Reading, like air and food and friendship are fundamental for life and for joy. Reading is one of the greatest ways for our imaginations to travel.

In reading the lyric poetry of the 19th century French poet Charles Baudelaire (1821–1867) we experience the beauty of a rapidly industrializing Paris. From his work, The Flowers of Evil, we uncomfortably encounter ourselves:

“Stupidity, delusion, selfishness and lust,

torment our bodies and possess our minds,

and we sustain our affable remorse

the way a beggar nourishes his lice.”

Abundant new life and insights are at our fingertips from the ancient wisdom of the Greeks, including Aeschylus, Sophocles, Euripides and Aristophanes to the “wickedly sumptuous” magical works of the Nobel Prize winner and Chilean poet and diplomat Pablo Neruda to the brilliance and feminist power of Chimamanda Ngozi Adichie. In We Should All Be Feminists, she offers: “What if, in raising children, we focus on ability instead of gender? What if we focus on interest instead of gender?”

Bahamian writers

Here at home we are challenged to see beyond our insularity through Jeannie Thompson’s plays, including those found in her book, Bahamian Tapestry. In his writings and sermons over many decades Rev. Dr. Colin Archer has called us to a more holistic and revivifying Christian spirituality in the imitation of Christ.

There is also the varyingly luscious, endlessly provocative and often joyfully irreverent stories and poems found in the liberationist writings of Patricia Glinton Meicholas.

In her book Chasing Light, Glinton Meicholas invites us in the poem, “Staking Claim to Our Souls:

“We are our own discoverers,

staking claim to territory

too many centuries colonized

burning flags of conquest,

too long planted in our souls,

repurposing manacles,

forging keys to liberate creation.

“With the hammer of pen and paintbrush

on the resilient anvil of canvas and page,

drawing from their deep dye

bold strokes of peace, metaphors of hope,

to serve as viceroy and governor

of a New World of Freedom.”

Our individual lives and our lives in common are much poorer, less rich, less enchanting, less promising when we fail to encounter the written word and the oral literary traditions that make us human and which may help us wrestle demons and civilize various instincts.

Imagine having access to a buffet of wonderful foods and only eating the rice and drinking water. This is what life is like for many of us who have access to more books than our ancestors could ever imagine, as well as to the Internet.

That group of women who gather in fellowship do so for enjoyment and for much more. They do so also to enrich their hearts and souls and to confront and to seduce the tedium and difficulties of life which may find a balm and a necessary escape among reading companions.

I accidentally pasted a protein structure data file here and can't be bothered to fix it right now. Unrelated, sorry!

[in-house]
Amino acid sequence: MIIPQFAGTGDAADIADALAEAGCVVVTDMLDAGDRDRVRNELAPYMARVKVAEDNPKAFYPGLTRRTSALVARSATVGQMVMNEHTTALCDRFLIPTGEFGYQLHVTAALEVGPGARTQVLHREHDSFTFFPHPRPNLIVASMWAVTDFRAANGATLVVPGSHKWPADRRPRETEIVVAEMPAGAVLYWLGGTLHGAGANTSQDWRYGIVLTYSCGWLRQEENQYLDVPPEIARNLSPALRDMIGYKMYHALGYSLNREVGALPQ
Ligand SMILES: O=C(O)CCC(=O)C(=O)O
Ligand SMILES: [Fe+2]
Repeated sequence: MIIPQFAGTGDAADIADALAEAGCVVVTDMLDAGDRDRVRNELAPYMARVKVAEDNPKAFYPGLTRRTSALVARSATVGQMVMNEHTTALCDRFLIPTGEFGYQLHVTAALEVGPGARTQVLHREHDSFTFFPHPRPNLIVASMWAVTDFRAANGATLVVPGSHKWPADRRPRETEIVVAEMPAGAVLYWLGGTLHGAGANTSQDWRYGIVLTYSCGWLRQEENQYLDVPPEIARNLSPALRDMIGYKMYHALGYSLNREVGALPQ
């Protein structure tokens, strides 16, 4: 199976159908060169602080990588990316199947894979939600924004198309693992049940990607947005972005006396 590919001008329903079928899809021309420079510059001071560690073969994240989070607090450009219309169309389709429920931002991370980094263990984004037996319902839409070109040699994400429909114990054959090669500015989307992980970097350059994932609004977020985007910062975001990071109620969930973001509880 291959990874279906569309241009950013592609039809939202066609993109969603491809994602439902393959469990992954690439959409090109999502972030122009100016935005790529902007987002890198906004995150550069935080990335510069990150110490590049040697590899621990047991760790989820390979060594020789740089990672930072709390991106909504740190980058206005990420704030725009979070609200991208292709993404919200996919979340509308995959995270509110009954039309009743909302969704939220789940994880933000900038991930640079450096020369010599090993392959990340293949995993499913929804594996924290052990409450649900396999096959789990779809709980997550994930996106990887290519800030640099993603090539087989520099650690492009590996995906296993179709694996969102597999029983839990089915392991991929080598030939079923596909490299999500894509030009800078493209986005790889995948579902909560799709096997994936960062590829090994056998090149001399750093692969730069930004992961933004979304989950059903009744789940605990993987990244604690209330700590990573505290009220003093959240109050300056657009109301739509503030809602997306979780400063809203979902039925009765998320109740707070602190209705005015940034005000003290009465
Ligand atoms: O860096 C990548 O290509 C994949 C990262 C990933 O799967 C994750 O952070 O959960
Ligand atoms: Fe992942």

A former mentor who is passed away and who taught Caribbean literature and the classics of the Western canon, both in which he delighted.

A master and teacher of the English language, he quipped in one of his Christmas newsletters after the removal of a section of his colon, that he was now mastering the semi-colon.

Nearing his nonagenarian years, this Jesuit father mused toward the end of his life that he was finding more solace in the classics than in Scripture, in both of which he discovered abundant life.

A friend recalls going into her teenage daughter’s room just before the latter was about to leave for university. The mother scanned the room, flushed with memories. She realized that few of the toys she bought for her daughter were to be found.

Yet the bookshelves were filled with just about every book she and her husband and others had given her daughter over the years. “Now that you’re gone off to college, should I give away these books?”

There was an emphatic, “No!” in reply. “I’m saving these books to pass on to my children someday.”


BONEFISH 2 years, 10 months ago

The Bahamas is a barely literate country. Most Bahamians don't read much. Libraries in this country are both under resourced and not fully utilized. I was surprised that the yellow building next to the Stephen Dillet primary school was a library. I never saw any body enter that building. The main library for Broward County in Fort Lauderdale was over six or seven stories high. I would not talk about most of the book stores on this island.